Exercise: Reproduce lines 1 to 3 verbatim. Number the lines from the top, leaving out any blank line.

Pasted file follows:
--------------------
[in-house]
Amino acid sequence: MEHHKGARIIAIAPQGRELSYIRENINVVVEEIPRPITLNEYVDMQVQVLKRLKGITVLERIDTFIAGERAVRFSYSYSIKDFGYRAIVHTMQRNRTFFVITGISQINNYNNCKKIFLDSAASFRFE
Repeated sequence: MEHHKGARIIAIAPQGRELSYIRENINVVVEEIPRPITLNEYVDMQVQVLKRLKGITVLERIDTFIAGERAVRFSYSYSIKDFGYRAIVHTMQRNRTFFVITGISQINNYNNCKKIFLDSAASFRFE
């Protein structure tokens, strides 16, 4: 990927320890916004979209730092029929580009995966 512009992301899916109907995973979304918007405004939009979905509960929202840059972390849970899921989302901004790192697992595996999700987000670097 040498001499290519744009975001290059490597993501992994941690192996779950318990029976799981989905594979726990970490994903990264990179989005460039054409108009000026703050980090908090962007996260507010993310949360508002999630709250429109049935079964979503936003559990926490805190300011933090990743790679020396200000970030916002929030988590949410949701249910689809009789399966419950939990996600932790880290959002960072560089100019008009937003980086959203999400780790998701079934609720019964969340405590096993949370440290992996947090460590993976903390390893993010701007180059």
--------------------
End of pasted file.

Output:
[in-house]
Amino acid sequence: MEHHKGARIIAIAPQGRELSYIRENINVVVEEIPRPITLNEYVDMQVQVLKRLKGITVLERIDTFIAGERAVRFSYSYSIKDFGYRAIVHTMQRNRTFFVITGISQINNYNNCKKIFLDSAASFRFE
Repeated sequence: MEHHKGARIIAIAPQGRELSYIRENINVVVEEIPRPITLNEYVDMQVQVLKRLKGITVLERIDTFIAGERAVRFSYSYSIKDFGYRAIVHTMQRNRTFFVITGISQINNYNNCKKIFLDSAASFRFE